Holocaust survivors unveil railroad car for US museum

"It may be this many years later but the smell and the fear that was in that box car, that has not left me."

November 10, 2005 16:12
2 minute read.
nazi era holocaust railroad car 298.88

nazi railroad car 298.88. (photo credit: AP)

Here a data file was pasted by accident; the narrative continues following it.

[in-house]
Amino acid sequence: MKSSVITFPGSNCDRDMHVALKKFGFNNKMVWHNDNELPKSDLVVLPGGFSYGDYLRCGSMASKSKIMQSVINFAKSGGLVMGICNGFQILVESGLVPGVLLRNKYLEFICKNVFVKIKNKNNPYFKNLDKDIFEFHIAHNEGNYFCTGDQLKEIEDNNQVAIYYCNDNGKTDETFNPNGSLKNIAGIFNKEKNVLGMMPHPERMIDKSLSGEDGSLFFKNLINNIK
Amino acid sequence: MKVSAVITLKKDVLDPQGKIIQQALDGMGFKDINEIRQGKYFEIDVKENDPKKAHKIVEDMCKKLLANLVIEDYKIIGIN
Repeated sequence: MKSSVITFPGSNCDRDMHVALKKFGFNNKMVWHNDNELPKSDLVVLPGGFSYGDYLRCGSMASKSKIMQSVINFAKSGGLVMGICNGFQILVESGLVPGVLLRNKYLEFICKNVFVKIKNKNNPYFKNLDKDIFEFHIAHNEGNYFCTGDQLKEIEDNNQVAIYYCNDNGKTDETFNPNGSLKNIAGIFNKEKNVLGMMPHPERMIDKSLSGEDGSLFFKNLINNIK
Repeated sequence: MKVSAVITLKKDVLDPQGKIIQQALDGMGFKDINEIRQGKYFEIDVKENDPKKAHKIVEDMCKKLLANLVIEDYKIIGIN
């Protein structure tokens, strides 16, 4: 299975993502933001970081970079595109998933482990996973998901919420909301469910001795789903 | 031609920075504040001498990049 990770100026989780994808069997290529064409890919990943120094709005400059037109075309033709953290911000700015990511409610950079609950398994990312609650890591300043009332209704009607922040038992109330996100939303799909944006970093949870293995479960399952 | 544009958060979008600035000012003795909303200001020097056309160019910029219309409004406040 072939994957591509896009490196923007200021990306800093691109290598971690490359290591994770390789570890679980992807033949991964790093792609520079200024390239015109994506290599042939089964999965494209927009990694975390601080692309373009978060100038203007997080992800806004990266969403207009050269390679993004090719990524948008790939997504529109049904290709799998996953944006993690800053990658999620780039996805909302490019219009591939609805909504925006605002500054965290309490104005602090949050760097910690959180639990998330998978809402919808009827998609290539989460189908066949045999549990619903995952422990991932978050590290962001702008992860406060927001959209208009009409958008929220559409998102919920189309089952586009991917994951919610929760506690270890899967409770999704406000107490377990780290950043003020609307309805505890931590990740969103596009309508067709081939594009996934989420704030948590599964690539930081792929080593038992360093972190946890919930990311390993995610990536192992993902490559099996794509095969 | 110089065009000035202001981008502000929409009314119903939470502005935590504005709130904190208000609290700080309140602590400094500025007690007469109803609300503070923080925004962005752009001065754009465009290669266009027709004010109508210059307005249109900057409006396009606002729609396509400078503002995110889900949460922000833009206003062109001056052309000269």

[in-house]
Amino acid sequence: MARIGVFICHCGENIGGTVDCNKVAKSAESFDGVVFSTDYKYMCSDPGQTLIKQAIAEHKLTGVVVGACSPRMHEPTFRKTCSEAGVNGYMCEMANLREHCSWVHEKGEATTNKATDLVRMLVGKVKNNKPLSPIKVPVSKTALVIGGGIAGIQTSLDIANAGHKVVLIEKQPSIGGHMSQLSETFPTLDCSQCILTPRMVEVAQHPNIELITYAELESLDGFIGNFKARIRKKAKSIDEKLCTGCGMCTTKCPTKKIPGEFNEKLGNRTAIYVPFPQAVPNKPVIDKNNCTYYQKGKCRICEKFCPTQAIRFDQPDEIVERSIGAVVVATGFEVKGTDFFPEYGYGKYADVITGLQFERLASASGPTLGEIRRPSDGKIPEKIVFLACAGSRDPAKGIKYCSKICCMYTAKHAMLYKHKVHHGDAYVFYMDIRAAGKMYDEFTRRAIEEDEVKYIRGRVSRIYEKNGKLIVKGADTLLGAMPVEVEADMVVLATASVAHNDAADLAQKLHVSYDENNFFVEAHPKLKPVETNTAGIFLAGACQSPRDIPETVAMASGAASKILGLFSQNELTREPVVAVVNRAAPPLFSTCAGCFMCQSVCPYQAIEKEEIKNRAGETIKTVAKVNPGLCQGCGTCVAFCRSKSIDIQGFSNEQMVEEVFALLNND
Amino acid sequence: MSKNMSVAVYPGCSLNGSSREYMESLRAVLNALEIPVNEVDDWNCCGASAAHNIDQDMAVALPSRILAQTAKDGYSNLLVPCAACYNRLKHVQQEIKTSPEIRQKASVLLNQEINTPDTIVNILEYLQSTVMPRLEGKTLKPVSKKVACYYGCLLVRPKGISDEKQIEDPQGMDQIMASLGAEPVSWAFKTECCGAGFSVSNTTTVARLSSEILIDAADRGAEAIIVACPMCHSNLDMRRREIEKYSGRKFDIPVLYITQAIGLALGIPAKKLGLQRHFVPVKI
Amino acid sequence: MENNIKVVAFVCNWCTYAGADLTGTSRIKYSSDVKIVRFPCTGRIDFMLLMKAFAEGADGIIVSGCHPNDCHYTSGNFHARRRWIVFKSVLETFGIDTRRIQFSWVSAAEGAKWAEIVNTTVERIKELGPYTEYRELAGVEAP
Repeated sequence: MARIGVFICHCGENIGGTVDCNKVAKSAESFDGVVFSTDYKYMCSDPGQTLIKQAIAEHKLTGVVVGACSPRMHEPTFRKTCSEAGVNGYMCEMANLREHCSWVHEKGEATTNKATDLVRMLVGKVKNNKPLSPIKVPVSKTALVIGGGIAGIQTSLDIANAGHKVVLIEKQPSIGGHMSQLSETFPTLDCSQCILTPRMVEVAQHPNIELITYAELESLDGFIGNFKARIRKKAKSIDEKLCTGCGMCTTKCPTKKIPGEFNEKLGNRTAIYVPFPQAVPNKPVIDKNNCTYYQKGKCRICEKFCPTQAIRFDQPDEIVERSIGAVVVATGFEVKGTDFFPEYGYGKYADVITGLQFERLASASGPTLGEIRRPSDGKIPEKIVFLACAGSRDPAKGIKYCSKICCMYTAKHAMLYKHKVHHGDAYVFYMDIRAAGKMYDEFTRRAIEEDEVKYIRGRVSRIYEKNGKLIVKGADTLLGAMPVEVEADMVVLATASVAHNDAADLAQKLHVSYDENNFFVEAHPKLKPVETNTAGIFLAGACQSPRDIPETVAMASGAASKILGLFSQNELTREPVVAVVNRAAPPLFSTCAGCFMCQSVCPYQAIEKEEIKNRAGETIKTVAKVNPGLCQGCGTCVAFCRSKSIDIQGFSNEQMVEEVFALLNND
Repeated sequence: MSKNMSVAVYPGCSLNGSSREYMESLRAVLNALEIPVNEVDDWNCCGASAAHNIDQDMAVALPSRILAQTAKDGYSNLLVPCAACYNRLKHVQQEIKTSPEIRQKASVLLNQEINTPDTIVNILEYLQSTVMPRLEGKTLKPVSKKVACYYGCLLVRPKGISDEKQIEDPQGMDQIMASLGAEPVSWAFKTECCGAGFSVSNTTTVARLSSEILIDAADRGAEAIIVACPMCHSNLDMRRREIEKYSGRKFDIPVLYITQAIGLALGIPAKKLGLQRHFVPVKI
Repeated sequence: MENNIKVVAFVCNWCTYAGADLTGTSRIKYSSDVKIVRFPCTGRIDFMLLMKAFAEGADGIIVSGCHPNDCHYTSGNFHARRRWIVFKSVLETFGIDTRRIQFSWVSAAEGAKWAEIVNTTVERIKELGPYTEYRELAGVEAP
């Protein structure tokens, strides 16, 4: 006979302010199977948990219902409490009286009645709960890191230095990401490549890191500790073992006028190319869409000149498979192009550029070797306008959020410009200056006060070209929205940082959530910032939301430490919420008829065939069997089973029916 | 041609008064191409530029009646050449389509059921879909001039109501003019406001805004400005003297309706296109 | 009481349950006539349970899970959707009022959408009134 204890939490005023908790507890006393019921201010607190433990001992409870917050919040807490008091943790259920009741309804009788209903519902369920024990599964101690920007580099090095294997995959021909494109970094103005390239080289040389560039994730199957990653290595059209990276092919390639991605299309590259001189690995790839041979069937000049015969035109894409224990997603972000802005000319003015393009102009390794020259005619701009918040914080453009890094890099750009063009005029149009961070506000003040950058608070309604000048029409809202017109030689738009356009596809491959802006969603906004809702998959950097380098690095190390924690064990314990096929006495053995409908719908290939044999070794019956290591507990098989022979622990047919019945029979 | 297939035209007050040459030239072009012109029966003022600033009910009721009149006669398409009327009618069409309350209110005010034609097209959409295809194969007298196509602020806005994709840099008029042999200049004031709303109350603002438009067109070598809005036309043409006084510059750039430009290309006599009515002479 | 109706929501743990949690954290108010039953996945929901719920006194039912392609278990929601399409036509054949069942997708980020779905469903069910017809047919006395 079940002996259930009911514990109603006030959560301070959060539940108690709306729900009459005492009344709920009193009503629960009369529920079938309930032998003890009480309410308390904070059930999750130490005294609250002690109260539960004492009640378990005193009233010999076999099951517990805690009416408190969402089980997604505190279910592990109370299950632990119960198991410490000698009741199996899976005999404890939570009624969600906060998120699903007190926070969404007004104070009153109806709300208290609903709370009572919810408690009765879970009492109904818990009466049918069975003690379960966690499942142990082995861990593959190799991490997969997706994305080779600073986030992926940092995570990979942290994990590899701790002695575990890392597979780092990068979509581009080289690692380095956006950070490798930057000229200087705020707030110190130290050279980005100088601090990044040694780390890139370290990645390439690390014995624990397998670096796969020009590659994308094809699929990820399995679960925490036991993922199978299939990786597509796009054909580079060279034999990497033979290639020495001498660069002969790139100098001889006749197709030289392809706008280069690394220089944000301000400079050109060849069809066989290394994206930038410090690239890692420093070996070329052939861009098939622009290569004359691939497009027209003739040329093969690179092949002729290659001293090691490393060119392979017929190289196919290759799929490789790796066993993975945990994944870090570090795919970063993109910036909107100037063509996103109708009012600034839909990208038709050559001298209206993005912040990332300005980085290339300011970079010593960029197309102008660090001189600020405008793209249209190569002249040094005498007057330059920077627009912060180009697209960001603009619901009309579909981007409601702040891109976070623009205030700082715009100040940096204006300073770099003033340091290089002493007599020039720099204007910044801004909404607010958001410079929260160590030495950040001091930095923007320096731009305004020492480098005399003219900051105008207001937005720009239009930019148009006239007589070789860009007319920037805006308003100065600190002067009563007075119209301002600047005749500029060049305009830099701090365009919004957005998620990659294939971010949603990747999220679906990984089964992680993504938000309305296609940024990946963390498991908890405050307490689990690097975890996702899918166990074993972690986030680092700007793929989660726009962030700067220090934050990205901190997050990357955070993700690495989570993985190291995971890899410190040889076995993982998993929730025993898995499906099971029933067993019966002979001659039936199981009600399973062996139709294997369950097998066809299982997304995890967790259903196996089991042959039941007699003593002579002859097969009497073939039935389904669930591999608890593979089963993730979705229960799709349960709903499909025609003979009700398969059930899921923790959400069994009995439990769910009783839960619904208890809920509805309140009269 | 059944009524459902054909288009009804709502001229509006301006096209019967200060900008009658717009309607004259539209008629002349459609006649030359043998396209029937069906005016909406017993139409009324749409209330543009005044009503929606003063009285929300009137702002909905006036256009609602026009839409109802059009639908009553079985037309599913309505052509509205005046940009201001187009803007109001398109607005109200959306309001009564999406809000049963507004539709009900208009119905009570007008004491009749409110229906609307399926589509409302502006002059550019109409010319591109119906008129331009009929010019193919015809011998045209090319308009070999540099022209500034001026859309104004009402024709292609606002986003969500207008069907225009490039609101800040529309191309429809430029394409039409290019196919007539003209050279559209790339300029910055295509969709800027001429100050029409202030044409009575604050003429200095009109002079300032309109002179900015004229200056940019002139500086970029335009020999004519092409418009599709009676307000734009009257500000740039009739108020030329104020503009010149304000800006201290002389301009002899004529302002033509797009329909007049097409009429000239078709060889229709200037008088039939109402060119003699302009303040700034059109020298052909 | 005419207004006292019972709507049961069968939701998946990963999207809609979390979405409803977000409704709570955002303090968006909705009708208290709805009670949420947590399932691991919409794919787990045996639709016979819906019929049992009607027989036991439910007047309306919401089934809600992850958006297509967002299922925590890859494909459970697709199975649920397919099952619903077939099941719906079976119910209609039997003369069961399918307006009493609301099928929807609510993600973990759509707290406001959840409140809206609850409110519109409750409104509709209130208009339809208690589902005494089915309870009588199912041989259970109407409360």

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When Fritzie Fritzshall was 12, she and her family were deported to the Auschwitz-Birkenau concentration camp from a Jewish ghetto in what was then Czechoslovakia. Her grandfather did not survive the journey. On Wednesday, the 67th anniversary of Germany's infamous Kristallnacht pogrom, she and other Holocaust survivors gathered to unveil the remnants of a Nazi-era rail car that will be displayed when the Illinois Holocaust Museum and Education Center opens in suburban Skokie in 2008. "It may be this many years later but the smell and the fear that was in that box car, that has not left me, and I'm sure many survivors feel the same way," Fritzshall said. The 64,000 square-foot (5,760 square-meter) center will break ground in May. Museum organizers say it will help survivors heal, preserve personal belongings and educate people on the events that led up to the Holocaust, during which 6 million Jews were killed. "If we change (the minds of) some of the young people, they will realize that we're all the same regardless of color, regardless of religion and the world will be a much better place to live," said Barbara Steiner, 79, who survived the Warsaw ghetto and three concentration camps. Samuel Harris was 8 when he rode in a railroad car similar to the one that will be included in the museum. He said Wednesday that one of his strongest memories of the May 1942 trip was longing to trade places with a dog he saw outside the train. His parents and five of his siblings died at the Treblinka death camp in Poland. "We were cramped, hungry and thirsty. I was terrified," said Harris, 70, who arrived in Chicago as an orphan in September 1947 and now is president of the Holocaust Memorial Foundation of Illinois. Helga Franks was 12 and living in Berlin on Kristallnacht - the Night of Broken Glass - on November 9, 1938, when Nazis killed about 100 Jews and looted and torched synagogues, Jewish workplaces, cemeteries and schools. "That was the beginning of the end for me," said Franks, 79. "I realized when I saw the synagogues burning and all the stores broken into that this was the end of my life in Germany."

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